National lockdown has seen children out of school for months on end. What the full impact of this will be on well-being and educational outcomes is yet to be seen – but there are many lessons that schools and parents have learnt about home learning (the hard way). Annabel from Ask A Teacher and Bella Learning Games shares what she’s learnt about the home classroom.

  1. We’ve found out how our children really feel about school.

Overwhelmingly, parents I hear from sit in one of two camps. Either, their child is desperate to get back to school – or they are desperate not to. For many children, schools closures have been a welcome opportunity for breathing space. Often, these are pupils who feel ostracised by the school system – those who are bullied, find social connections difficult or, most commonly – those with additional needs like dyslexia or with ASD. Many of these students have been allowed to learn in their own way and at their own pace – and thrived. Having seen these positive effects, some of these families are now considering full-time homeschooling.

Conversely, there are other children who are have crumbled without the routine and social interaction that school offers. They have found one-to-one learning at home boring and craved the classroom. These families can’t wait until normality resumes and schools are re-opened full time. I’ve heard stories of students going back to the classroom and coming home electric with joy. For these kids, school is their happy place.

2. Being a teacher is HARD – especially if you’re working from home!

Home-schooling has brought with it crying, tantrums, arguments and point blank refusals – and this is just the parents! All over social media, parents talk about the hair-tearing frustration that comes with trying to educate your own child. Around mid-April, proclamations appeared from Mums (and yes… it has been mainly Mums) that they were ‘giving up’ on any sort of structured learning. Working from home AND home-schooling has been deemed nearly impossible and admiration for the teaching profession has grown (at least from parents anyway). Parents have also complained about a lack of understanding of the curriculum – not to mention the money spent on printers, ink and workbooks.

3. Our state schools have been let down by the government – meaning the poorest lose out again.

The government has been slow to support schools in this time. While private schools were able to almost immediately offer full-time online learning, chronically under-funded state schools have not been so lucky. Red tape, lack of technological capacity and clarity have meant that both schools and families have felt set adrift without support. As usual, the most deprived, without the space, internet access and support to home-school have missed out. I’m yet to hear of a school who received any of the promised laptops.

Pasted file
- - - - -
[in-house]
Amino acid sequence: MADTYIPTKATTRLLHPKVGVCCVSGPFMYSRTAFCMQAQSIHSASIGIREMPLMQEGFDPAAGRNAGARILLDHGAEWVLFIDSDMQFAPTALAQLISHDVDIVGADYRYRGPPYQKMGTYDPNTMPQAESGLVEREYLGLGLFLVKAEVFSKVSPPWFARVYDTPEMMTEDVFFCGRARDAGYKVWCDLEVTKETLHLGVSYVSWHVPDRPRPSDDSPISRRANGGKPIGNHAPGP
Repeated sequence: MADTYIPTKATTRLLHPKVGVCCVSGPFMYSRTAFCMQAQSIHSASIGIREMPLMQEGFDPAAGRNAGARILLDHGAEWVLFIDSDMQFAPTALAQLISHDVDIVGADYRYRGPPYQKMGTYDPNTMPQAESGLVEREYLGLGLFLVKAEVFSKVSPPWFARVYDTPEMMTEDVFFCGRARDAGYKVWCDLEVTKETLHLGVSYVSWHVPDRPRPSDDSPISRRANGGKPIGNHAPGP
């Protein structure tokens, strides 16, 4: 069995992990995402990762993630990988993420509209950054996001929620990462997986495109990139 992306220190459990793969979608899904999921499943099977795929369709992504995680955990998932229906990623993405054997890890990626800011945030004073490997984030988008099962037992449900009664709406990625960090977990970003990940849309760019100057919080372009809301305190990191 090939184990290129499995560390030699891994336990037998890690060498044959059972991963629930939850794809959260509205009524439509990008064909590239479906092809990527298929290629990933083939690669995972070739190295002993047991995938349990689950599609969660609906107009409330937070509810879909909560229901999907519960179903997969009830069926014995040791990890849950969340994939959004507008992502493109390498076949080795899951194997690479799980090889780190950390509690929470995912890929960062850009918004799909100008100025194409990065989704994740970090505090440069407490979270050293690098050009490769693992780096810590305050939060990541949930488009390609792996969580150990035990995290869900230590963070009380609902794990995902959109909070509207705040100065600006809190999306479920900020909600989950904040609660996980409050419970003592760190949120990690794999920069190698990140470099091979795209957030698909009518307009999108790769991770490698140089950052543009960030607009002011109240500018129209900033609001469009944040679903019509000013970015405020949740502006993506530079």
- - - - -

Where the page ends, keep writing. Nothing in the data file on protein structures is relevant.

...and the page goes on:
Coupled with the disdain that teachers and schools were treated with by ministers and media once schools were set to open – and the complete lack of national plan, the lockdown has re-iterated that England does not value education as it should.

4. We worry about mental health more than test results.

One positive part of the closures is that parents and schools are united in their belief that the mental well-being of the child is a priority at this time and that the academic side can wait. Teaching groups on Facebook are full of educators sharing ideas of how they can work on mental health in their classrooms and parents have put bonding, quality time and the outdoors at the heart of their schedules. Let’s hope that we will be allowed the space to continue this good work in September.

5. We need a plan going forward.

Experiences of families during this time have not been uniform and a lack of cohesion or plan has left us all struggling. What we need is a clear plan moving forward that will limit as much as possible the damage that pupils will face from this unusual time. How will children catch up? Will expectations and assessments stay the same? How can we help parents to help their children over the summer? Will the tuition come to fruition? (!) And – of course – what if it happens again, which isn’t out of the realms of possibility? We need to learn the lessons of lockdown and be ready for whatever the future holds.

Bella Learning Games offers printable games packs for families that link directly to the curriculum and encourage connection and fun. Like our page on Facebook @bellalearninggames

Schools find out more here: I’m a school – tell me more about your home learning games!

Educators might also be interested in our FREE WEBINAR: Effective Home Learning For Summer 2020

Parents find out more here: I’m a parent – tell me more about your home learning games!

Please follow and like us:
For more articles like this, subscribe here.